Addressing our biases within talent identification - A conversation with Professor Joe Baker
Joe Baker is a professor at the school of kinesiology and life sciences at York University in Toronto, Canada. He is one of the most respected and well published researchers in the field of expertise, talent development and lifelong physical activity.
In 2013 Joe was a key player in contributing to a the creation of a consensus statement on talent for English Rugby. This document went on to become a central pillar in bringing about a lot of change throughout the talent system for young rugby players in England.
It's fair to say that Joe knows a thing or two about talent!!
In this fascinating conversation we cover a lot of ground including...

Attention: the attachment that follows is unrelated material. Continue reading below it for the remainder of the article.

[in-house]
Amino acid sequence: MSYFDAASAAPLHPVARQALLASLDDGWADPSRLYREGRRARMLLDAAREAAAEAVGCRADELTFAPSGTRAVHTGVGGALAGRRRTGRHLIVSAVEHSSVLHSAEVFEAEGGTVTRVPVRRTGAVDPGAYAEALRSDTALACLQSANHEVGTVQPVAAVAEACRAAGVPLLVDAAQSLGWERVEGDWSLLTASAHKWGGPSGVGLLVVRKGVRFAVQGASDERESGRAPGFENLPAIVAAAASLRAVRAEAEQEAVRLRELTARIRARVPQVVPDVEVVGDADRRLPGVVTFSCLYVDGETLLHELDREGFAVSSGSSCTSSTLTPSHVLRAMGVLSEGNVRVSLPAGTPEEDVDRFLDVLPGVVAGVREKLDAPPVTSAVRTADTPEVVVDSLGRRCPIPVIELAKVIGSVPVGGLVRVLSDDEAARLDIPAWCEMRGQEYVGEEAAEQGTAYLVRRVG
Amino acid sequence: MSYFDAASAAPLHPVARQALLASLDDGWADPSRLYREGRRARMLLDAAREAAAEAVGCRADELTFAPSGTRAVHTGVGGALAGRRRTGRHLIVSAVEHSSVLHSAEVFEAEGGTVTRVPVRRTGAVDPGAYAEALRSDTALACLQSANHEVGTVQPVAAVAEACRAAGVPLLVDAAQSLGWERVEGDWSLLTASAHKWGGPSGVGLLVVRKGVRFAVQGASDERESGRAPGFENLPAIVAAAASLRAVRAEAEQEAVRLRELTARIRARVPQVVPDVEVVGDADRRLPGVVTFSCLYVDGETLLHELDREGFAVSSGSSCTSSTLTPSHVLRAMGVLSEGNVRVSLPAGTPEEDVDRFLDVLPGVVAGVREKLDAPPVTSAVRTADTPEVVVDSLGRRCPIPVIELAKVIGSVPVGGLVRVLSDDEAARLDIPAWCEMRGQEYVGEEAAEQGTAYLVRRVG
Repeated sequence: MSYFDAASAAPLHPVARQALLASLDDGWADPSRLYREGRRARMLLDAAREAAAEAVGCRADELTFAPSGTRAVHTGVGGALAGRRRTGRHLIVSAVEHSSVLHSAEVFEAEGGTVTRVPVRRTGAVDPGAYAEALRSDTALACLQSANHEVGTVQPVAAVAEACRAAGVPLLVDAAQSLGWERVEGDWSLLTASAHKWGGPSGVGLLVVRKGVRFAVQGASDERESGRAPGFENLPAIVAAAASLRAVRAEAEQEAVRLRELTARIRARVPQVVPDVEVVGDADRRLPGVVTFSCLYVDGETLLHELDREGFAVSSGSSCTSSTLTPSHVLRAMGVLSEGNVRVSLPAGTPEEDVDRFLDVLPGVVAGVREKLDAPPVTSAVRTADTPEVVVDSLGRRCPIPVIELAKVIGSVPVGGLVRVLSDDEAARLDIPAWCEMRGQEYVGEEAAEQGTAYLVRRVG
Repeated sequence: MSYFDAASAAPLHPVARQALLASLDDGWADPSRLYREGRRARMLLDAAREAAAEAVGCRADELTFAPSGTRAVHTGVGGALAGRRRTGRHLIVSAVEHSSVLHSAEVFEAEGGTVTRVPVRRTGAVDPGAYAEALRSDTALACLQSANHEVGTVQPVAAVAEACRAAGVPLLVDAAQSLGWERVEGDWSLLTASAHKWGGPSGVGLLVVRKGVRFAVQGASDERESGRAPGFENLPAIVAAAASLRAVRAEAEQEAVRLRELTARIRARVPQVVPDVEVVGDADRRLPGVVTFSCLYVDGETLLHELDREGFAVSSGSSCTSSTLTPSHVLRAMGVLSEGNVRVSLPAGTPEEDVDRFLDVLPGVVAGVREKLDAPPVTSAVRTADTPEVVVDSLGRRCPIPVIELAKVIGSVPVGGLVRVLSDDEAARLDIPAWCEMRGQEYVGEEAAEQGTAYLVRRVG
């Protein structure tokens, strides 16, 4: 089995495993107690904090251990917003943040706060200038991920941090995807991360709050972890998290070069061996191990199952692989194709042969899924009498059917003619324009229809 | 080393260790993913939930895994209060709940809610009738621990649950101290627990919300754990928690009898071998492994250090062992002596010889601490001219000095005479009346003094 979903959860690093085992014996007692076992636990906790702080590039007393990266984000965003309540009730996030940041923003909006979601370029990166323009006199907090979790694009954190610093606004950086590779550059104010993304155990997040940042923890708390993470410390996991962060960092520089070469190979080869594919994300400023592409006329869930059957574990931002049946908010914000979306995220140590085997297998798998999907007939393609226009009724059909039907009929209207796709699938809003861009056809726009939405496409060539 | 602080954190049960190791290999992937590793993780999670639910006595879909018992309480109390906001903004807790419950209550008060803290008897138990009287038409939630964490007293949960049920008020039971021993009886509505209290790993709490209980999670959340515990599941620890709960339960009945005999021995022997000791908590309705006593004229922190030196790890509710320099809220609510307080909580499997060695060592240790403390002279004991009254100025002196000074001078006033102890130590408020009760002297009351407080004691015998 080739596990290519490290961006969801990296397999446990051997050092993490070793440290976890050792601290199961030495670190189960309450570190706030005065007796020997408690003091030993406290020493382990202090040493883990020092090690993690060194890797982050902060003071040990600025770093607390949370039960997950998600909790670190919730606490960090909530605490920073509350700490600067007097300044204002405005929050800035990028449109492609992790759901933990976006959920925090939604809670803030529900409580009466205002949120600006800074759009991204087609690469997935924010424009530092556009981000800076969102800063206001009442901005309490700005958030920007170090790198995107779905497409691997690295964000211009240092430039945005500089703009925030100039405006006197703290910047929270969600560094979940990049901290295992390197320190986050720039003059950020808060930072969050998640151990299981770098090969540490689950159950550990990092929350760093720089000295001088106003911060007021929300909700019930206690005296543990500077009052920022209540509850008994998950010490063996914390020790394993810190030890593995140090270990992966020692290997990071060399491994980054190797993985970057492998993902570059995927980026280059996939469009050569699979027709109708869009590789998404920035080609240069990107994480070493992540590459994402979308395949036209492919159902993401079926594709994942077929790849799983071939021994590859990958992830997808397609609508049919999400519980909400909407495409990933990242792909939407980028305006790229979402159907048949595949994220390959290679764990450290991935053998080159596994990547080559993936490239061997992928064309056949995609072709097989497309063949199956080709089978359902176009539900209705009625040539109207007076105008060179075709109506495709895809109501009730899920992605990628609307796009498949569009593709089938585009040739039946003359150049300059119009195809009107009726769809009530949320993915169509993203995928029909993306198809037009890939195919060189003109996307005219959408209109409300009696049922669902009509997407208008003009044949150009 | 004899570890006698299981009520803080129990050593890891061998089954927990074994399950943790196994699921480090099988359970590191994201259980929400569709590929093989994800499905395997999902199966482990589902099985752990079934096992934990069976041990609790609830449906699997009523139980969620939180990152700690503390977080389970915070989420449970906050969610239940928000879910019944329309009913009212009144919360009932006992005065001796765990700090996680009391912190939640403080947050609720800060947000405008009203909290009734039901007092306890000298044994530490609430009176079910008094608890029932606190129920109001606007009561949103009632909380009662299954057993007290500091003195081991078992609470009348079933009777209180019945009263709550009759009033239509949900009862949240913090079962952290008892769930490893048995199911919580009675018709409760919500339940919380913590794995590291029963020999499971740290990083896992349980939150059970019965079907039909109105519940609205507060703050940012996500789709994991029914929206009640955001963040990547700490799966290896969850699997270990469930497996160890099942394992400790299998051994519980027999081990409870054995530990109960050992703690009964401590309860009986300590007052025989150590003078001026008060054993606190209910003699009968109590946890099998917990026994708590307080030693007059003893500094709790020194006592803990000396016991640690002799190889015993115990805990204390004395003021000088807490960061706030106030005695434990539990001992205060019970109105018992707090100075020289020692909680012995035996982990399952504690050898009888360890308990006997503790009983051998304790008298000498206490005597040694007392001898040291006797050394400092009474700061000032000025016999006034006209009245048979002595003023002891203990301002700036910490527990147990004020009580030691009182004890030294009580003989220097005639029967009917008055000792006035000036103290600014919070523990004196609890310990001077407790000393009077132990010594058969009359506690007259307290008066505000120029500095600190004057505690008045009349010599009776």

Joe's take on the 10,000 hours of deliberate practice debate.
His theory that deliberate practice may assist in the talent identification process.
How 'confirmation bias' can affect our decision making and leave talented athletes deselected.
His surprising research that shows that experienced coaches aren't necessarily better than ordinary people at identifying talent.
Why he doesn't have much time for coaches that think that they "know a player when they see one".
Why he thinks professional leagues should stop throwing money away at talent ID and start investing in intellectual capital to make people better at it.
Joe can be found on Twitter at @bakerjyorku
As always, you can listen to the episode in the player below or subscribe in itunes here.
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